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Sorry I can't post code but I have a bufferedreader with 50000000 bytes set as the buffer size. It works as you would expect for half an hour, the HDD light flashing every two minutes or so, reading in the big chunk of data, and then going quiet again as the CPU processes it. But after about half an hour (this is a very big file), the HDD starts thrashing as if it is reading one byte at a time. It is still in the same loop and I think I checked free ram to rule out swapping (heap size is default).

Probably won't get any helpful answers, but worth a try.

OK I have changed heap size to 768mb and still nothing. There is plenty of free memory and java.exe is only using about 300mb.

Now I have profiled it and heap stays at about 200MB, well below what is available. CPU stays at 50%. Yet the HDD starts thrashing like crazy. I have.. no idea. I am going to rewrite the whole thing in c#, that is my solution.

Here is the code (it is just a throw-away script, not pretty):

    BufferedReader s = null;
    HashMap<String, Integer> allWords = new HashMap<String, Integer>();
    HashSet<String> pageWords = new HashSet<String>();
    long[] pageCount = new long[78592];
    long pages = 0;

    Scanner wordFile = new Scanner(new BufferedReader(new FileReader("allWords.txt")));
    while (wordFile.hasNext()) {
        allWords.put(wordFile.next(), Integer.parseInt(wordFile.next()));
    }
    s = new BufferedReader(new FileReader("wikipedia/enwiki-latest-pages-articles.xml"), 50000000);
    StringBuilder words = new StringBuilder();
    String nextLine = null;
    while ((nextLine = s.readLine()) != null) {
        if (a.matcher(nextLine).matches()) {
            continue;
        }
        else if (b.matcher(nextLine).matches()) {
            continue;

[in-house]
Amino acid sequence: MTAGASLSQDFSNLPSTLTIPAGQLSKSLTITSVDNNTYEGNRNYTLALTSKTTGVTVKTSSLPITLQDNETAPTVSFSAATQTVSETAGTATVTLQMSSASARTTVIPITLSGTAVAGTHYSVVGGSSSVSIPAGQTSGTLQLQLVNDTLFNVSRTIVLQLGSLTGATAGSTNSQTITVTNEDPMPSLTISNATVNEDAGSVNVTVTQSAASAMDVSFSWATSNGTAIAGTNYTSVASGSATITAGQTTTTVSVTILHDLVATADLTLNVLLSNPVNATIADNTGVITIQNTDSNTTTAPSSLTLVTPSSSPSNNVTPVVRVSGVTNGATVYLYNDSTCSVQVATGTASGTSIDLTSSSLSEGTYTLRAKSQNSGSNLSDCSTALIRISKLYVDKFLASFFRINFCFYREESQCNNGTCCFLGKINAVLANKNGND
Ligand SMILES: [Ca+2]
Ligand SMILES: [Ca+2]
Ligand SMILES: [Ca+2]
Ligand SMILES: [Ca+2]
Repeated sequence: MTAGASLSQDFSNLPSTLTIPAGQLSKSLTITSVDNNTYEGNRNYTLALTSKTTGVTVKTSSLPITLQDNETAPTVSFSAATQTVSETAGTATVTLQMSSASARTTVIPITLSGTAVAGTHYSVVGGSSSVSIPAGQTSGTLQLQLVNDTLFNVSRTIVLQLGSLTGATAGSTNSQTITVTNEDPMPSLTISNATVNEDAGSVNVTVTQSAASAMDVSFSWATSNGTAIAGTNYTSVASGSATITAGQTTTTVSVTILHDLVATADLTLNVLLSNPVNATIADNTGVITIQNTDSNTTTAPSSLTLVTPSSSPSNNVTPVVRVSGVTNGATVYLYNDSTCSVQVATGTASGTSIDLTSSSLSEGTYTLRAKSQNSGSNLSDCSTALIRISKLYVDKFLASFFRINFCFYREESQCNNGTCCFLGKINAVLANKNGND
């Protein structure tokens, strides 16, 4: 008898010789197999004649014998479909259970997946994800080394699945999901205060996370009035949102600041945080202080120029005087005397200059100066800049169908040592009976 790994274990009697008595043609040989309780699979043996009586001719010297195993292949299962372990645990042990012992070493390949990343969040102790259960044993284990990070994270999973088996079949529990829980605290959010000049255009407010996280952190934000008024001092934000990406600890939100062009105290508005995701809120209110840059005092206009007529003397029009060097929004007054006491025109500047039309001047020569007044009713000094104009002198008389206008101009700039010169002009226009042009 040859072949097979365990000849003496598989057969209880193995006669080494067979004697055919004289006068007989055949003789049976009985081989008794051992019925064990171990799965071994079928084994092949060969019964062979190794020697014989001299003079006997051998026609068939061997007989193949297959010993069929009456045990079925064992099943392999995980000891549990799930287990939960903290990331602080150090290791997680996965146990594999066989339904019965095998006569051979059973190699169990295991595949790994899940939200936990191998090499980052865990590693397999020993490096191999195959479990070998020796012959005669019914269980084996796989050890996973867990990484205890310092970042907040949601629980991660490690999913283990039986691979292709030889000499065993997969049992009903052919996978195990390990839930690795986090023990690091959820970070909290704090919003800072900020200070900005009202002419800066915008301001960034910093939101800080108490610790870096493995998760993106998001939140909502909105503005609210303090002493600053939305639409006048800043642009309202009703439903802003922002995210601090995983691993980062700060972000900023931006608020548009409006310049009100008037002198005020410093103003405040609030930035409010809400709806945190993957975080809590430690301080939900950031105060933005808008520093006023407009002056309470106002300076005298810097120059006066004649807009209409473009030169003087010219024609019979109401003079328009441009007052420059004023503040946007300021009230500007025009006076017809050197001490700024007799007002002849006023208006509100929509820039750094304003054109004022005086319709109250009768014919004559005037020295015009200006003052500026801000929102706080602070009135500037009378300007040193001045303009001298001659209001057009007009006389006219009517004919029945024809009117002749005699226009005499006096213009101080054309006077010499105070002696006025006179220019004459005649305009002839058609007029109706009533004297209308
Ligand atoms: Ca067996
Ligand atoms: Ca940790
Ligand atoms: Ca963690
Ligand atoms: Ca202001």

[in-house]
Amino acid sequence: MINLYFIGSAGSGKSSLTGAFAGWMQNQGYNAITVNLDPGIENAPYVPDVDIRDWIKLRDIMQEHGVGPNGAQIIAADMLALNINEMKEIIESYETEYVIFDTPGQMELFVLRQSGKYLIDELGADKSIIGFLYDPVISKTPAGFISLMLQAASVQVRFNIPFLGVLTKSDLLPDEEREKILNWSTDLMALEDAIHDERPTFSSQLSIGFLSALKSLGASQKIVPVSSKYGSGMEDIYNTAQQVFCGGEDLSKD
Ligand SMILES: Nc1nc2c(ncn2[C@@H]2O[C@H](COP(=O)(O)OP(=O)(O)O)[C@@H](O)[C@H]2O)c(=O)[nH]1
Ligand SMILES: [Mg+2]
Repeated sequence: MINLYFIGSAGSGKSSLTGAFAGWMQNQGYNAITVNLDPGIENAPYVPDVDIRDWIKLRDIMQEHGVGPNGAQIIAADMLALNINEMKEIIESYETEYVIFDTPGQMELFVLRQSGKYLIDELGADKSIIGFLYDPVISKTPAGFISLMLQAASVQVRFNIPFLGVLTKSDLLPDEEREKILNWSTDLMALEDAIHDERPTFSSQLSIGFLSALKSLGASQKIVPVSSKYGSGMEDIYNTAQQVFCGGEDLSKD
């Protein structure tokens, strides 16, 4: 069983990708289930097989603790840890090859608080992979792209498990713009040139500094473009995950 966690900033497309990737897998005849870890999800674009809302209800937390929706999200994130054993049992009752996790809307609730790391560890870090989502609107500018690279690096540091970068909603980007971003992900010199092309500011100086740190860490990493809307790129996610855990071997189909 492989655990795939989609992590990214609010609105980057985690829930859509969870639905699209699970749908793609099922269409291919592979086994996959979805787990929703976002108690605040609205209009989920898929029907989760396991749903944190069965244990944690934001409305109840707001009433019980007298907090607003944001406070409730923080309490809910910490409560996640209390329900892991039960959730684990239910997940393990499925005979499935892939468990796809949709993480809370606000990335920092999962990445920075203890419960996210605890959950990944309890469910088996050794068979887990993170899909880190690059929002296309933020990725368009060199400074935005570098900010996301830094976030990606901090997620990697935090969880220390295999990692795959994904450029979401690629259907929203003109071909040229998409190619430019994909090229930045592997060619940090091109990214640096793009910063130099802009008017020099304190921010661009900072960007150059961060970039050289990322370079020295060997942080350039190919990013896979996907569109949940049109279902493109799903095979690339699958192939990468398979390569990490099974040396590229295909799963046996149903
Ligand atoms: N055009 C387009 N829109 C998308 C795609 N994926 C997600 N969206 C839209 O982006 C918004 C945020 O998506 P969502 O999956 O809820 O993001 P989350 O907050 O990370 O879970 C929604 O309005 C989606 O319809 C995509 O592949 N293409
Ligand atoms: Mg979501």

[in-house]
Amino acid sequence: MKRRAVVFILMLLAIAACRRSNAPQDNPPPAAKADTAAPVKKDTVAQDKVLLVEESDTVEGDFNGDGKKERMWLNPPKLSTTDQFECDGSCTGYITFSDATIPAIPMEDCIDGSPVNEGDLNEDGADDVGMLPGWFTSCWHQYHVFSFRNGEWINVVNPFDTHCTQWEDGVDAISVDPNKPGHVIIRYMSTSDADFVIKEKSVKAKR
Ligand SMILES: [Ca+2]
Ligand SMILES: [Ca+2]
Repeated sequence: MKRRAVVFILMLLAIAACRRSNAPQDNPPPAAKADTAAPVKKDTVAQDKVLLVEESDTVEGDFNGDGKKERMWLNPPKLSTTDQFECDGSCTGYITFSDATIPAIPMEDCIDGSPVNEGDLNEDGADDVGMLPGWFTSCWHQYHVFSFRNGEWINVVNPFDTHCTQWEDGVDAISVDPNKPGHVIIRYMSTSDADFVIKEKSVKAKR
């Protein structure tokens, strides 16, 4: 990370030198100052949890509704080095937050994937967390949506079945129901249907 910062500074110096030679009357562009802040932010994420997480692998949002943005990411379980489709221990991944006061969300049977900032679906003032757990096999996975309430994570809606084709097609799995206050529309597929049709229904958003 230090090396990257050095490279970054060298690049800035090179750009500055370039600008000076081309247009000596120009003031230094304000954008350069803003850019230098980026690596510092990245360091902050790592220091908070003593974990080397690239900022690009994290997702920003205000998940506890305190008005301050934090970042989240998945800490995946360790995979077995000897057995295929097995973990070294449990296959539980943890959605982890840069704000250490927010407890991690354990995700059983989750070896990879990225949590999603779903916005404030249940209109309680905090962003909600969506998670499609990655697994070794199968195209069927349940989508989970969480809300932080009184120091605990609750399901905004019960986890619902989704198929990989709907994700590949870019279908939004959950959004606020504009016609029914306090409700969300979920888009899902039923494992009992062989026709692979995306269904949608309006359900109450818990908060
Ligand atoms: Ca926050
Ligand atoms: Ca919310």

}
        else if (c.matcher(nextLine).matches()) {
            continue;
        }
        else if (d.matcher(nextLine).matches()) {
            nextLine = s.readLine();
            if (e.matcher(nextLine).matches()) {
                if (f.matcher(s.readLine()).matches()) {
                    pageWords.addAll(Arrays.asList(words.toString().toLowerCase().split("[^a-zA-Z]")));
                    words.setLength(0);
                    pages++;
                    for (String word : pageWords) {
                        if (allWords.containsKey(word)) {
                            pageCount[allWords.get(word)]++;
                        }
                        else if (!word.isEmpty() && allWords.containsKey(word.substring(0, word.length() - 1))) {
                            pageCount[allWords.get(word.substring(0, word.length() - 1))]++;
                        }
                    }
                    pageWords.clear();
                }
            }
        }
        else if (g.matcher(nextLine).matches()) {
            continue;
        }
        words.append(nextLine);
        words.append(" ");
    }
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3  
I'm curious: Why would you need to use a buffered reader with a 50 MB buffer? That seems like it goes against the design intent of the entire Reader implementation (which is focused on pulling in data as you parse it, instead of reading an entire file...). It might be best to focus on the design here... –  Kevin Day Jan 2 '11 at 4:04
    
err because reading in large amounts of data at one time is more efficient then reading in smaller amounts due to the decrease in system calls and decrease in HDD head having to reposition itself etc etc. –  BobTurbo Jan 2 '11 at 4:50
4